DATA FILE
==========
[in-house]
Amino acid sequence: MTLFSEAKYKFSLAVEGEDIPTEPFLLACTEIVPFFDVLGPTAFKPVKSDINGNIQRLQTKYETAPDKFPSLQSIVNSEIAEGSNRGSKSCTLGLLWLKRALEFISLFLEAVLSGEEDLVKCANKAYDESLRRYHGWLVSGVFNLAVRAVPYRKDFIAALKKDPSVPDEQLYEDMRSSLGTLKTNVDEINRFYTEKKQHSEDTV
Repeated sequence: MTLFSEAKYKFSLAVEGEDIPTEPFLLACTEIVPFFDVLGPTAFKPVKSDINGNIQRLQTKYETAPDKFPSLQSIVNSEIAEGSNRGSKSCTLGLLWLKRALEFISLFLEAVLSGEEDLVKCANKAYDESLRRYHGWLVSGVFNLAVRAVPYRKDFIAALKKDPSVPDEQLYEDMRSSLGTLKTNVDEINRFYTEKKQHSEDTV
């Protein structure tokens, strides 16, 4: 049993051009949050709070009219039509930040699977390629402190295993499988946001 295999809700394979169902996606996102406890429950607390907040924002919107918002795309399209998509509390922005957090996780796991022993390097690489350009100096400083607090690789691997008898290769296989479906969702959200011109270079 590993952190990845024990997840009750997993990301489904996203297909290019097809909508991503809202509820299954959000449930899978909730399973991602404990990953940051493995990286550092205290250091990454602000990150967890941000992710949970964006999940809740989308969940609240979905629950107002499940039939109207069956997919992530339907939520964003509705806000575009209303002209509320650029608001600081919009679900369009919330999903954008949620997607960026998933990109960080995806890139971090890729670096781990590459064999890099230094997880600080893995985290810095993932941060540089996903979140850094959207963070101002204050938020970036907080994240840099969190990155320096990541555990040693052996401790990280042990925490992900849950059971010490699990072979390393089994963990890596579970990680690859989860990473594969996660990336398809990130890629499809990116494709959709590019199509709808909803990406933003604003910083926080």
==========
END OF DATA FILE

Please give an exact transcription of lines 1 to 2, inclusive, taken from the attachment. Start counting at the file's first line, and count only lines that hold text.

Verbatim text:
[in-house]
Amino acid sequence: MTLFSEAKYKFSLAVEGEDIPTEPFLLACTEIVPFFDVLGPTAFKPVKSDINGNIQRLQTKYETAPDKFPSLQSIVNSEIAEGSNRGSKSCTLGLLWLKRALEFISLFLEAVLSGEEDLVKCANKAYDESLRRYHGWLVSGVFNLAVRAVPYRKDFIAALKKDPSVPDEQLYEDMRSSLGTLKTNVDEINRFYTEKKQHSEDTV